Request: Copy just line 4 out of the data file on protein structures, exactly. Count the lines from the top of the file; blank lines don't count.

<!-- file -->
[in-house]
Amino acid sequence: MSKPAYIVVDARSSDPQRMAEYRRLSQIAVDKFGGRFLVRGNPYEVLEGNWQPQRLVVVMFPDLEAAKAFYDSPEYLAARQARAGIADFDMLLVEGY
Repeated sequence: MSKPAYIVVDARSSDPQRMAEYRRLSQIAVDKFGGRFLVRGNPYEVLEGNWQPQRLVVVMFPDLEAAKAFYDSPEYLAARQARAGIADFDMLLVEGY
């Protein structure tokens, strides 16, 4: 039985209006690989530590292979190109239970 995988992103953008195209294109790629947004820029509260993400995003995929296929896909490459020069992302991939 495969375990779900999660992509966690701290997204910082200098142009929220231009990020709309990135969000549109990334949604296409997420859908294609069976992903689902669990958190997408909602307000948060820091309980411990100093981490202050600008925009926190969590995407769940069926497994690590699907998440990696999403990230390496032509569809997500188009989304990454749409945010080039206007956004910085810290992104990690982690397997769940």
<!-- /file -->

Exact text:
């Protein structure tokens, strides 16, 4: 039985209006690989530590292979190109239970 995988992103953008195209294109790629947004820029509260993400995003995929296929896909490459020069992302991939 495969375990779900999660992509966690701290997204910082200098142009929220231009990020709309990135969000549109990334949604296409997420859908294609069976992903689902669990958190997408909602307000948060820091309980411990100093981490202050600008925009926190969590995407769940069926497994690590699907998440990696999403990230390496032509569809997500188009989304990454749409945010080039206007956004910085810290992104990690982690397997769940």